Born into a historic Alabama farm family, UA Social Work alumna Melanie Bridgeforth is focused on planting her own seeds to fight poverty as the new Women’s Fund CEO .
Melanie Bridgeforth is quick to tell you she knows little about farming — at least relative to other family members.
The Bridgeforths are fifth-generation Alabama farmers. George Bridgeforth, a former slave, began buying land in Limestone County before Reconstruction, with a little surreptitious support perhaps from his former master, who may have acted a front man for some purchases because white landowners steadfastly refused to sell to blacks.
Today, Darden Bridgeforth and Sons, based in Tanner, covers 9,300 acres about 30 miles west of Huntsville and grows “anything that grows in a row,” Melanie says. Operated by two uncles and a host of cousins, the farm produces everything from wheat, soybeans, cotton, and peanuts to canola, which, with its striking yellow flowers, produces seeds used to make heart-healthy vegetable oil, as well as chocolate, candles and even diesel fuel.
In 2014, Bill Bridgforth was among 15 farmers nationwide recognized as an agricultural “Champion of Change” by the U.S. Department of Agriculture and then-president Barack Obama.
The Bridgeforths, every generation of them, “fought tooth and nail for everything we have,” Melanie says, “everything we now own.”
“It’s part of our legacy,” she adds at a local coffee shop one recent afternoon. “We were taught as young folks that we were to fight the status quo and create some unique stamp in the world. Do something very meaningful because we come from a legacy of people who did something very, very meaningful.”
Melanie is planting seeds. Just of a different sort. Seeds she believes, to the depths of her excitable spirit, will—as she once confidently declared to a grad school policy professor—”change the world”.
Bridgeforth is the newest president and CEO of The Women’s Fund of Greater Birmingham, a 22-year-old, $1.4-million non-profit whose mission is “create change” for women.
Her mission is to do so by eliminating poverty for them and their families. She calls that “real change.”
“Not the kind of short-term change that just makes you feel good,” she says, “but systemic, sustainable change.”
Bridgeforth thought she wanted to be a psychologist when she arrived for college in Tuscaloosa at the University of Alabama and ultimately obtained her undergraduate degree in that area. After graduation, she worked for a program in Clanton for “at-risk” youth who had been habitually absent from school.
The experience offered Bridgeforth an epiphany—two, in fact: one regarding the youth and their families, the other about herself.
“We treated children I thought were going to come in completely broken,” she recalls. “But these kids were not broken. They were just being treated as if they were criminals as if there was no hope for them because they missed school. But you have to unpack the why: when you stay in a trailer with ten other people and no running water it’s kind of hard to get ready so you’re probably going to be late for school—if you make it at all. Or maybe there are transportation issues.”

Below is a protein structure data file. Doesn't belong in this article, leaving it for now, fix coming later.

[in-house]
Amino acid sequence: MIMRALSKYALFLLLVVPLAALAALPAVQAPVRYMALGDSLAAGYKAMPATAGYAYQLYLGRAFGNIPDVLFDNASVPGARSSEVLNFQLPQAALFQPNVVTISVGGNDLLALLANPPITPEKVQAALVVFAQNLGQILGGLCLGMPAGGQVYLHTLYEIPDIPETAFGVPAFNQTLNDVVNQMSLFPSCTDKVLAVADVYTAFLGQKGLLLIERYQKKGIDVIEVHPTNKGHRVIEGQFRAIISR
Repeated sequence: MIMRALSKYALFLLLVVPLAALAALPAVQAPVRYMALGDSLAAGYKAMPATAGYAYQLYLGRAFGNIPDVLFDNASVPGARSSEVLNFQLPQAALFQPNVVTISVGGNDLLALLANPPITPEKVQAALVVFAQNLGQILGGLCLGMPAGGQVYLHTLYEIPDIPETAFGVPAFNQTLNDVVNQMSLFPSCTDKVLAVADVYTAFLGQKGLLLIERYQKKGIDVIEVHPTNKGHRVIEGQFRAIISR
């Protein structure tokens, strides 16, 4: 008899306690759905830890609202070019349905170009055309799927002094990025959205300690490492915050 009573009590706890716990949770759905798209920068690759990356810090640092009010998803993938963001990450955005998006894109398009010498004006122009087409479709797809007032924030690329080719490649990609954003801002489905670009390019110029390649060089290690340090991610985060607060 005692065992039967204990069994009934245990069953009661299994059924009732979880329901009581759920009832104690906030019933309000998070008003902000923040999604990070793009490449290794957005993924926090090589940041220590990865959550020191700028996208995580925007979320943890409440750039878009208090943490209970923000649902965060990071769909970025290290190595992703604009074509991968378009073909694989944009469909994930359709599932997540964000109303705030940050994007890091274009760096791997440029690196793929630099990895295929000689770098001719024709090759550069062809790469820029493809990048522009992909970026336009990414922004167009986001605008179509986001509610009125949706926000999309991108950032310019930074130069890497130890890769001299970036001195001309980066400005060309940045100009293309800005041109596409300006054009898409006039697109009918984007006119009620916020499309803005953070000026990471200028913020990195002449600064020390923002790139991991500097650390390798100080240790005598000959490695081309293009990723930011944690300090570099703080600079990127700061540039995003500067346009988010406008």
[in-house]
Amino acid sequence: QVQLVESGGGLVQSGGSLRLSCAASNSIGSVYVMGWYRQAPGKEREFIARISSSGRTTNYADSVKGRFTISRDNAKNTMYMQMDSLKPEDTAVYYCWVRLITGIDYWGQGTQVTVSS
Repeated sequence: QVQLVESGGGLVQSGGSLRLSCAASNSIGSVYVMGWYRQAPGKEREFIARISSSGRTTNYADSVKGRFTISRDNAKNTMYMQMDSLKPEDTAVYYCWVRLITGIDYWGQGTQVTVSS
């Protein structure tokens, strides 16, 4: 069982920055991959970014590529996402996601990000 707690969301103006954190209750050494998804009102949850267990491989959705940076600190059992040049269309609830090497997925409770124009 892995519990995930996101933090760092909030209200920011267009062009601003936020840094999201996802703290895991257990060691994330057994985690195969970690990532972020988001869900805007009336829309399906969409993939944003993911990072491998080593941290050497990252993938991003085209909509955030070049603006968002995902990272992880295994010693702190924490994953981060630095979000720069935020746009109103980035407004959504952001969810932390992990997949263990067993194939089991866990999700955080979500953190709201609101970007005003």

One of her most troubling memories involves a child who finally shared with her, after several extensive conversations, that he missed school because his shoes were uncomfortably tight, and he had trouble seeing.
“Shoes that fit and glasses: these were practical reasons,” Bridgeforth says. “And solvable.”
“It was really being one-on-one with families, with those children, and understanding I wasn’t treating them. I was treating their environment,” she adds. “I was treating things they couldn’t see, that I couldn’t see.”
What Bridgeforth did see was that effectively changing that environment required her to step away from the children and their families and focus on policies that would impact children and families not just in Clanton but throughout the state.
“I could see quickly that this isn’t where I wanted to be,” she says. “Although it is valuable to be with families one-on-one, where could I position myself to be able to ensure they have transportation, that they don’t lose Medicaid? Where could I break down barriers causing what we see as the symptoms?”
And do it quickly.
“Given my personality, working at the micro level was a little slow going for me,” Bridgeforth admits. “At a micro level, you’re helping people once they get in that door. I want to stop them from getting to that door.”
Almost two years later, Bridgeforth, during her final year of obtaining her graduate degree in social work, was sitting in a classroom when the policy professor asked each student: what are you going to do?
When their turn came, most of the students offered something like which government department they’d work for, yada, yada.
Bridgeforth, meanwhile, was chomping at the bit. “I was used to sitting in these rooms with people of like minds, pontificating about all these social theories and all the world’s problems; what, if I were president for a day, I’d do blah, blah, blah,” she recalls with a laugh.
The essence of the question: how are you going to make your passion for policy applicable to people?
In other words: “Get out of the sky,” Bridgeforth says, “and what are you actually going to do?”
Change the world.
Her classmates laughed, of course. But the professor did not flinch.
“If you want to change the world, Melanie, you have to change policy,” she said.
“It’s in that moment that everything that had been cultivated in me peaked and I hit a stride,” she says. “I knew then I wanted to attack systems that create barriers for the families I was working with and I wanted to attack them head-on. I wanted to get to the decision makers. Hence, my path was formed around social justice.”
Read more about Bridgeforth on Al.com.
This article is by Roy S. Johnson with Al.com.